UFC heavyweight champion has issued a statement defending his decision to pull out of UFC 196 after coming under fire due to comments he made that suggested he wasn’t as badly injured as he was claiming to be.
The UFC had initially hoped to keep Werdum in the main event spot of the pay-per-view card next weekend when his original opponent Cain Velasquez pulled out due to a back injury, drafting in Stipe Miocic as a replacement instead. However, that fight had barely been announced by the UFC when suddenly Werdum also withdrew, stating that he was suffering from an ongoing foot injury and had also just injured his back.
Werdum then made a significant PR blunder when he then told the media that he would still have fought if he was fighting Velasquez.
That suggested that the real reason he pulled out of the event was not so much due to his injuries as it was him just not wanting to fight Miocic. That angered some fans, and presumably didn’t win him any friends at UFC HQ given that they’ve since had to take the event off of pay-per-view, rebill it as a ‘Fight Night’ card and make plans to air it on FOX Sports 1 instead due to being unable to find another suitable headline fight on such short notice, no doubt taking a big financial hit in the process.
Despite all that Werdum is sticking to his guns and has issued a new statement reaffirming his belief that he made the right decision.
Read his full statement below.
“I think it was the best decision I’ve ever made in my life not to fight Cain, Miocic or any other fighter because I had a back injury. Yet, at the same time I’m sad I wasn’t able to compete, I’m happy because I was able to see many things after this injury. I spent some time with my family, my wife and kids, and saw that everything is transitory.
Some people talked really bad about me, mean things, and other supported me as family and friends. I was thinking how cruel people can be when I was injured and I made a really important decision. The best decision I’ve ever made in my life. I’m criticized without suffering a defeat, and I imagined how it would be if I had fought for the fans, for the promotion, for anything, and suffered a defeat. But I didn’t suffer a defeat.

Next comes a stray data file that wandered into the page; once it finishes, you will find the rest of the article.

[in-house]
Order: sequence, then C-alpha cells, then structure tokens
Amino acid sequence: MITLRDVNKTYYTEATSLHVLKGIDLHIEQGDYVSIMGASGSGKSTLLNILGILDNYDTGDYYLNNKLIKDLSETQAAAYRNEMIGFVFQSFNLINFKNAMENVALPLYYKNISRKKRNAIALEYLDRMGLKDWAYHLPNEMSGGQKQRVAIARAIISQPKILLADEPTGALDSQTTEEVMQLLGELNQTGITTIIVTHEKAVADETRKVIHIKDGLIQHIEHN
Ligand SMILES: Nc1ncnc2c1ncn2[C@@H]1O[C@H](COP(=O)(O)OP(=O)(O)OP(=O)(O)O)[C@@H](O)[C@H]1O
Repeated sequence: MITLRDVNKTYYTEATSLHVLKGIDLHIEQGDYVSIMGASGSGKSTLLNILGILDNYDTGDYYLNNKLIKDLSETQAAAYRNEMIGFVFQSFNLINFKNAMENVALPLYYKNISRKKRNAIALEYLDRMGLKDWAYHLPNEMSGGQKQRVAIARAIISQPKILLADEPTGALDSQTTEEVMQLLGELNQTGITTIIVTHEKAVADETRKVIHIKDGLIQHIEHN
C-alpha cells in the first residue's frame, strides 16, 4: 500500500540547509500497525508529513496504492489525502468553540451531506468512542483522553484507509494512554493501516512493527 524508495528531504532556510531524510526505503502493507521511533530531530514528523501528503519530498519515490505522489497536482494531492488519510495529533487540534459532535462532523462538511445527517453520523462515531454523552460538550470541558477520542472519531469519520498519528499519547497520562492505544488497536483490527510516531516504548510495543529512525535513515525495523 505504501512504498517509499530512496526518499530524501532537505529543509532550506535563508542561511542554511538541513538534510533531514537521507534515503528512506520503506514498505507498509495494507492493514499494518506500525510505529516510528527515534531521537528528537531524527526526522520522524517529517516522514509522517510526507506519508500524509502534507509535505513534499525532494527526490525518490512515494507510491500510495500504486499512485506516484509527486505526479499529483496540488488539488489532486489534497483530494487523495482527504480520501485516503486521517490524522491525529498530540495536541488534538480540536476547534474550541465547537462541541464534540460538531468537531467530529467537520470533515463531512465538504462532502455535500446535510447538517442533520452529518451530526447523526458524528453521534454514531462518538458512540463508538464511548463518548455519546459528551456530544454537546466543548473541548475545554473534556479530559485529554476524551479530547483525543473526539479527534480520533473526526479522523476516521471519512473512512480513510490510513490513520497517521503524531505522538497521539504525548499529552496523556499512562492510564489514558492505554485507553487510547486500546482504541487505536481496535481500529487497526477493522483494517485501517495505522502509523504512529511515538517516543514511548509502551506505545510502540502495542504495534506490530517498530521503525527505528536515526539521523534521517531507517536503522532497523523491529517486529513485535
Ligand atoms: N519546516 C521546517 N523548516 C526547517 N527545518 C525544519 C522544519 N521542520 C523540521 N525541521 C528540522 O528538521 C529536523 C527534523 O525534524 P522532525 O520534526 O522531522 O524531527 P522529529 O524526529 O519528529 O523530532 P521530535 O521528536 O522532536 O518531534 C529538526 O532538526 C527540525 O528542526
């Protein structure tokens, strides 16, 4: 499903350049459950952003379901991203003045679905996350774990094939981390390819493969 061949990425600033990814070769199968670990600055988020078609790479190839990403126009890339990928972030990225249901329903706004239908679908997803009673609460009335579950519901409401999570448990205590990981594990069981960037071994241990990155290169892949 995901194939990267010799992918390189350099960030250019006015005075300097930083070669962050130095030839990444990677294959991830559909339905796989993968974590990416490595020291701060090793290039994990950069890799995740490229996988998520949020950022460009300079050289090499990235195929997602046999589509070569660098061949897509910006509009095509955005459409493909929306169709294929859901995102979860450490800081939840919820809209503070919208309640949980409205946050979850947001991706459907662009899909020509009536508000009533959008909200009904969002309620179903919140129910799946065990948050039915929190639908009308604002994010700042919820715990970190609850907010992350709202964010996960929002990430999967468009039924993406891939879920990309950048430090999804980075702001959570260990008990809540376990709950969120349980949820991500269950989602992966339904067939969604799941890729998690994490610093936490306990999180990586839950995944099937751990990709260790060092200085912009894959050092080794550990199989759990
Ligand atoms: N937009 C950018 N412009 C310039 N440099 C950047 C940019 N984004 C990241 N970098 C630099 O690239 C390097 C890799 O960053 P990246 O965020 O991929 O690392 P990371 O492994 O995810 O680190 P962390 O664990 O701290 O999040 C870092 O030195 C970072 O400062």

I decided not to fight because of my health, so I can recover and be 100 percent. Imagine if you’re remembered as that guy that suffered a severe injury, the guy that became paralyzed. Imagine that. How would people talk about me? Would those people care to know about me later, or only now that I’m the champion?
It was good in a way. Of course I’m upset I wasn’t able to fight, that I trained and did a strategy to fight Cain and this happened, but it was good that I didn’t suffer a defeat. I imagine (when) Anderson Silva (lost), when Jon Jones had issues with the justice and drugs, when Ronda (Rousey) lost and everyone went all over her. I didn’t even fight, and people were all over me, criticizing me. Everyone makes his own reality. The important is that you enjoy your family, your life. There’s no other option. That’s what matters the most.
At the same time, I say that was the best decision I’ve ever made because I can see who’s who, and who’s with me in the toughest hours. I wasn’t able to do what I love. I love to fight and train so I can go there and put on a show and interact with the fans. This glamour that the fight business has motivates me, but at the same time it unmotivated me.
I haven’t fought after training hard and dedicating with my team and all my coaches, and see this. I was able to see all this. How people are mean. Those people who criticize me have to look inside themselves, see how their lives are, and think about it. ‘I’m criticizing him, but how am I? Am I happy with myself? Am I happier when I’m criticizing the other?’
That’s what I had to say. I had to get this out of my chest. Again, that was the best decision I’ve ever made in my life, not to fight and think about myself.”